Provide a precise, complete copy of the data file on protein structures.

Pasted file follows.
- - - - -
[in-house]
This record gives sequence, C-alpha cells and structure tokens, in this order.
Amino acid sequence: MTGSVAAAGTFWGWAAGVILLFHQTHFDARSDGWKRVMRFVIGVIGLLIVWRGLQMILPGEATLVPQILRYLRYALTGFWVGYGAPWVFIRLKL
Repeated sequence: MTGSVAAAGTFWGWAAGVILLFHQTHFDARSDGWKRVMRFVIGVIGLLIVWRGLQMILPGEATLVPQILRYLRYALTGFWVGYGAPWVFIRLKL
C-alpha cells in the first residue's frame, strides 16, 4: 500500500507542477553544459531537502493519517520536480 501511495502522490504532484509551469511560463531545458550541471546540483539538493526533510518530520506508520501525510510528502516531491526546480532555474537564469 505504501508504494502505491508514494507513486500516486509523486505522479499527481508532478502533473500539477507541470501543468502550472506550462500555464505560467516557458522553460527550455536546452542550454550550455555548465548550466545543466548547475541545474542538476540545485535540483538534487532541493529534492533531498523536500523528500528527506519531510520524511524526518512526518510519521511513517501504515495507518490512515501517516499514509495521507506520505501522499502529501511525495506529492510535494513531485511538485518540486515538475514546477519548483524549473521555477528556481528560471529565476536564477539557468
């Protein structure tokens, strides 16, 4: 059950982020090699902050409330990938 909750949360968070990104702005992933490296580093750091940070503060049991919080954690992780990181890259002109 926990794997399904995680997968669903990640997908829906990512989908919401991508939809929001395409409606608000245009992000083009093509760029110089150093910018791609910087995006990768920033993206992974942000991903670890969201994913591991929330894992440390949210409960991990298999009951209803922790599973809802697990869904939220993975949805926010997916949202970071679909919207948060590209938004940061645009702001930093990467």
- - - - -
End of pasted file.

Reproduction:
[in-house]
This record gives sequence, C-alpha cells and structure tokens, in this order.
Amino acid sequence: MTGSVAAAGTFWGWAAGVILLFHQTHFDARSDGWKRVMRFVIGVIGLLIVWRGLQMILPGEATLVPQILRYLRYALTGFWVGYGAPWVFIRLKL
Repeated sequence: MTGSVAAAGTFWGWAAGVILLFHQTHFDARSDGWKRVMRFVIGVIGLLIVWRGLQMILPGEATLVPQILRYLRYALTGFWVGYGAPWVFIRLKL
C-alpha cells in the first residue's frame, strides 16, 4: 500500500507542477553544459531537502493519517520536480 501511495502522490504532484509551469511560463531545458550541471546540483539538493526533510518530520506508520501525510510528502516531491526546480532555474537564469 505504501508504494502505491508514494507513486500516486509523486505522479499527481508532478502533473500539477507541470501543468502550472506550462500555464505560467516557458522553460527550455536546452542550454550550455555548465548550466545543466548547475541545474542538476540545485535540483538534487532541493529534492533531498523536500523528500528527506519531510520524511524526518512526518510519521511513517501504515495507518490512515501517516499514509495521507506520505501522499502529501511525495506529492510535494513531485511538485518540486515538475514546477519548483524549473521555477528556481528560471529565476536564477539557468
């Protein structure tokens, strides 16, 4: 059950982020090699902050409330990938 909750949360968070990104702005992933490296580093750091940070503060049991919080954690992780990181890259002109 926990794997399904995680997968669903990640997908829906990512989908919401991508939809929001395409409606608000245009992000083009093509760029110089150093910018791609910087995006990768920033993206992974942000991903670890969201994913591991929330894992440390949210409960991990298999009951209803922790599973809802697990869904939220993975949805926010997916949202970071679909919207948060590209938004940061645009702001930093990467």